Speaking of multiples, Shawshank may be reappearing with additional materials included. ""In fact weíre talking now of possibly doing a special edition of Shawshank. Hopefully, it will happen. It wasnít like some sneaky plan to sell you two versions of it, but I have to say there have been times when I thought, Ďthereís a conspiracy going on here. Now thereís this version of the
thing.í On Shawshank, certainly the commentary track is something people have been asking for." Will Darabont be recruiting any other principles from the movie to participate in the special edition? "Actually, I think it would be great to do it as a group effort. A couple of interviews couldnít hurt and I wouldnít mind showing a few of the deleted scenes."
"The published screenplay for Shawshank is going to be out in October and on of the things that I decided to with it is kind of along the lines of what people do with a special edition laser disc, which is kind of examine what went on in terms of how the script start out and how the movie wound up. Whatís the difference between whatís on the page and whatís on the screen and more to the point,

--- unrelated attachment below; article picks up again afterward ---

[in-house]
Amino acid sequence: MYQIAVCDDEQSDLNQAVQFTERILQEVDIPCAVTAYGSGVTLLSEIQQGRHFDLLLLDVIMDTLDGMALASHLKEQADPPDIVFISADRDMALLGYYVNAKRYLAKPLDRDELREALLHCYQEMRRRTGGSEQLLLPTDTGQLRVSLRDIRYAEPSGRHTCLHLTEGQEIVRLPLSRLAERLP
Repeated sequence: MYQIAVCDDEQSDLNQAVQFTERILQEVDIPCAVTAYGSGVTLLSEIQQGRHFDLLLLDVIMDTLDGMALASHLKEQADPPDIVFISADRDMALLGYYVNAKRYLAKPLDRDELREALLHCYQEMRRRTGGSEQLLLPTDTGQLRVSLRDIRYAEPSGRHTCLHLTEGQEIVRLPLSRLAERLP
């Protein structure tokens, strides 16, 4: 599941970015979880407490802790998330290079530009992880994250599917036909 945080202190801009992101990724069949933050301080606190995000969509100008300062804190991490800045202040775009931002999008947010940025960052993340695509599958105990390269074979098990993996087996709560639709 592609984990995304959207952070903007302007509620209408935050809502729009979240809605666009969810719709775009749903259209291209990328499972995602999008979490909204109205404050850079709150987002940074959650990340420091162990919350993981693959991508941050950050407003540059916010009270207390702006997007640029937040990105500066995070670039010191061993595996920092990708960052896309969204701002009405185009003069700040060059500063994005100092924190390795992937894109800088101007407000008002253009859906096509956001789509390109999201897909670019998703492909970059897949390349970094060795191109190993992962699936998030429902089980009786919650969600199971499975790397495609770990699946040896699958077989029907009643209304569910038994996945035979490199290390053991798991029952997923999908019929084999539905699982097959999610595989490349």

why. What I did was I wrote a fairly involved addendum to the actual screenplay that describes scene by scene why stuff changed. It was a tremendous amount of fun to write and I think itís something that folks are going to really enjoy. It was great to look back and examine the experience at your leisure."
Laserphiles seem united on many fronts including their hatred of television commercials and impolite theater audiences. ""Commercials are really the devilís work. I hate Ďem. I remember doing a direct to cable movie back in í89, Buried Alive, for USA cable, which is commercial cable, so sure enough, every ten minutes, you try to sustain mood or build mood, you know it was a thriller and building
mood is a delicate thing and every ten minutes along comes this "Lucky Dog" adócome on, give me a break." Much of Frankís theater going is at Director or Writerís guild screenings. "You have a better chance for a decent audience. You know that youíre going to get a technically well projected film. You know people arenít going to be talking, chatting, throwing popcorn throughout the thing. When I go to a